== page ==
Mount Rinjani


Mount Rinjani is 3,726 m, the second highest volcano in Indonesia, second only to Mount Kerinci on Sumatra, and it dominates the landscape of the relatively small island of Lombok.
Within its huge 50 km² caldera sits the crater lake Segara Anak (Child of the Sea). Eruptions within the caldera have formed a new small cone called appropriately enough, Gunung Baru (New Mountain). Segara Anak has a natural hot spring.

The mountain and its satellites form the Mount Rinjani National Park  - officially 41,000 hectares within the park boundaries and a further 66,000 hectares of protected forest outside.

Gunun Rinjani National Park lies within the major transition zone(Wallaceae) where the flora and fauna of South East Asia makes a dramatic transition into that which is typical of Australasia. The Park has a rich variety of plants and animals, although they can be hard to spot due to the terrain and rainforest cover.

Sometimes seen early in the mornings is the rare black Ebony leaf monkey, known locally as Lutung.

TheLong tailed grey macaque or Kera is common in Lombok and older males are seen on the crater rim. Rusa deer are forest dwellers and are occasionally seen along the Rinjani trek trail. The smaller Barking deer or Kijang has an alarm call with a distinct dog-like bark. Look for the disturbed ground where the Wild pig or Babi hutan has been foraging. Also found in the forest is the Leopard cat or Bodok alas, Palm civet or Ujat and Porcupine or Landak.

A variety of colourful birds live in the forests of the Park. Perhaps the best-known icon of the Park is the Sulphur Crested Cockatoo that is not found any further west of Lombok. Many of the forest-dwelling animals, insects, birds, civets and monkeys owe their survival to the wild fig tree or Beringin as a provider of food and shelter. The pine-like Casuarina species, Cemara, are a feature of the grassy higher slopes. Orchids or Anggrek are also a feature of the grassland areas, as is Edelweiss or Bunga Abadi growing above the tree line; it is a beautiful icon of the Park and one of our best-known sub-alpine plants.

Rinjani  Trek Centre: The Centre is located at the trailhead above Senaru traditional village and Rinjani Information Centre located at Sembalun Lawang village. They offer information and displays for visitors on the trek, the National Park, Sasak culture and a range of activities available in Senaru.

In 2008, the Indonesian government proposed to UNESCO that Mount Rinjani be one of the world's official geoparks. If this was approved by UNESCO, Mount Rinjani would become the first such geological park in Indonesia.

This mount is a very active volcano. The oldest recorded historical eruption was in 1847. Previous to that this was a very remote region indeed, hence the lack of records.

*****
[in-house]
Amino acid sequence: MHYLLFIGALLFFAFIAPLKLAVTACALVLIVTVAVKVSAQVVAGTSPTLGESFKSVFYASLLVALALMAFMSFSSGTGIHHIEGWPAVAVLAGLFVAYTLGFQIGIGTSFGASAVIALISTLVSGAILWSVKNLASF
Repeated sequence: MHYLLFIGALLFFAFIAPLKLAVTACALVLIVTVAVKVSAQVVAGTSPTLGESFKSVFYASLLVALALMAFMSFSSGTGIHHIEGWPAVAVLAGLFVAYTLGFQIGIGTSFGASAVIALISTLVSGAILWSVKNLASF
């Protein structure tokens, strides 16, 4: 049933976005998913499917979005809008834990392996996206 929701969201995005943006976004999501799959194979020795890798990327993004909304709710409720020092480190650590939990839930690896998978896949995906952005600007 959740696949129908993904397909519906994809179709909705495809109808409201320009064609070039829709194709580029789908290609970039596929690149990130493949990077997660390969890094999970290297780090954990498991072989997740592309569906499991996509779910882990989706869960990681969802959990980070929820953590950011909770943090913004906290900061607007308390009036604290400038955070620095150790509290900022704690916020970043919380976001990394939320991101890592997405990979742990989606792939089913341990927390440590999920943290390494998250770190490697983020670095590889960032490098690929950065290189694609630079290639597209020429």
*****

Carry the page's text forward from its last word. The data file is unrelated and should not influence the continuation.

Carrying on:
There was a spate of activity from 1994 to 1995 which resulted in the further growth of the crater cone Gunung Baru, since renamed Gunung Barujari (Finger Mountain).

On 27 April 2009 Gunung Barujari became active again with that activity continuing through to May 2009. The summit ascent routes were closed at that time as the eruptions intensified with plumes of smoke and ash as high as 8,000 m. A Volcanic Explosivity Index (VEI):2 rating was issued for the activity between May and December 2009. The ascent routes re-opened on September 14th 2009 but hiking routes down into the crater lake were still deemed unsafe and remained closed.

The lower and mid levels of the mountain are quite heavily forested. Above the tree line though the slopes are barren and rugged scree slopes and volcanic rock. The views of the crater lake are quite breath-taking from the caldera rim, as is the sunrise. From the absolute peak you can see Bali to the west and Sumbawa to the east.

The lower and middle elevation slopes are densely forested with typical tropical species, including species which occupy the Wallacea transitional region between the SE Asian and Australasian flora. Fig trees are especially apparent in the lower forests, as are the giant Syzigium Jambu, with the gnarled and epiphyte-hung Engelhardia Bak Bakan becoming prominent in the higher elevations. Casuarina woodland (cemara) takes over higher up and eventually these give way to an alpine flora above the treeline.

Lombok is East of the Wallace Line and some bird species with Australasian affinities are therefore apparent. These include honeyeaters, cockatoos and green hanging parrots, in addition to species whose heartland is to the West including tits, weavers and tailor-birds. Bird life can be difficult to observe here due to the density of the forest, though if you have patience and are practised at mimicry many species can be tempted out from cover - if you have the time to spare and the forebearance of your trekking partners.

The familiar long-tailed grey macaque (the Bali temple monkey) is common right up to the crater rim. Of much more interest is the rare ebony leaf monkey which inhabits these forests and whose soft hooting contact call often provides a soothing backdrop to the birdsong. Rusa deer and muntjacs are more often heard than seen.

Rinjani is best climbed during the April-November dry season. The trekking trails are generally closed during the rainy season. In recent years the early months of the 'dry season' have become more prone to rain and you should be prepared to encounter heavy rain and low visibility with slippery tracks underfoot at any time, particularly in the afternoon.
It gets very cold on the mountain above 2,000 m and nears freezing at the summit. Warm clothing is an absolute must.

Most visitors arrive via the village of Senaru  (600 m), on the northern side of the mountain and thus closer to the main resort areas of the west coast including Sengingi . The other possible entry point is Sembalun Lawang (1,150 m), on the eastern side, which is closer to the summit.
Both villages are accessed from the main north coast road.